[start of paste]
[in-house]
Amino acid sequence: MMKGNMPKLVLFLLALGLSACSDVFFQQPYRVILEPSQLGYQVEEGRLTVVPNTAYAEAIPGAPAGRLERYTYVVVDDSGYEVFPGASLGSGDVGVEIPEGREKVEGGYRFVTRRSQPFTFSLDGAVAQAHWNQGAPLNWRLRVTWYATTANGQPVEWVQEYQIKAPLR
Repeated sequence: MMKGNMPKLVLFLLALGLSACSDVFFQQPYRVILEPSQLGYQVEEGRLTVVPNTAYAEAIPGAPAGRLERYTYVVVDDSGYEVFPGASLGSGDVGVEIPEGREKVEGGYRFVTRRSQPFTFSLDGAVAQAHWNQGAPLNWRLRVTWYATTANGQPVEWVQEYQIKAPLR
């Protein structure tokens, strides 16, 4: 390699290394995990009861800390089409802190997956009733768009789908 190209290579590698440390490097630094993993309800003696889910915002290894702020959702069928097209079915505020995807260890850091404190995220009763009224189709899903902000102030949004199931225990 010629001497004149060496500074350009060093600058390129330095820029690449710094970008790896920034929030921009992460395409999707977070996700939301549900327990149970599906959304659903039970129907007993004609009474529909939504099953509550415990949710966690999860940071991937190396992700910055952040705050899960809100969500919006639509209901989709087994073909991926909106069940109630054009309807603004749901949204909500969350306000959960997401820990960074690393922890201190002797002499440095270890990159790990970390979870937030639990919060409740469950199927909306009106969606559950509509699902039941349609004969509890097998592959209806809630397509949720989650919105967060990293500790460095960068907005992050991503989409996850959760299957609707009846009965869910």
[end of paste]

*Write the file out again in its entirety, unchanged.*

[in-house]
Amino acid sequence: MMKGNMPKLVLFLLALGLSACSDVFFQQPYRVILEPSQLGYQVEEGRLTVVPNTAYAEAIPGAPAGRLERYTYVVVDDSGYEVFPGASLGSGDVGVEIPEGREKVEGGYRFVTRRSQPFTFSLDGAVAQAHWNQGAPLNWRLRVTWYATTANGQPVEWVQEYQIKAPLR
Repeated sequence: MMKGNMPKLVLFLLALGLSACSDVFFQQPYRVILEPSQLGYQVEEGRLTVVPNTAYAEAIPGAPAGRLERYTYVVVDDSGYEVFPGASLGSGDVGVEIPEGREKVEGGYRFVTRRSQPFTFSLDGAVAQAHWNQGAPLNWRLRVTWYATTANGQPVEWVQEYQIKAPLR
């Protein structure tokens, strides 16, 4: 390699290394995990009861800390089409802190997956009733768009789908 190209290579590698440390490097630094993993309800003696889910915002290894702020959702069928097209079915505020995807260890850091404190995220009763009224189709899903902000102030949004199931225990 010629001497004149060496500074350009060093600058390129330095820029690449710094970008790896920034929030921009992460395409999707977070996700939301549900327990149970599906959304659903039970129907007993004609009474529909939504099953509550415990949710966690999860940071991937190396992700910055952040705050899960809100969500919006639509209901989709087994073909991926909106069940109630054009309807603004749901949204909500969350306000959960997401820990960074690393922890201190002797002499440095270890990159790990970390979870937030639990919060409740469950199927909306009106969606559950509509699902039941349609004969509890097998592959209806809630397509949720989650919105967060990293500790460095960068907005992050991503989409996850959760299957609707009846009965869910």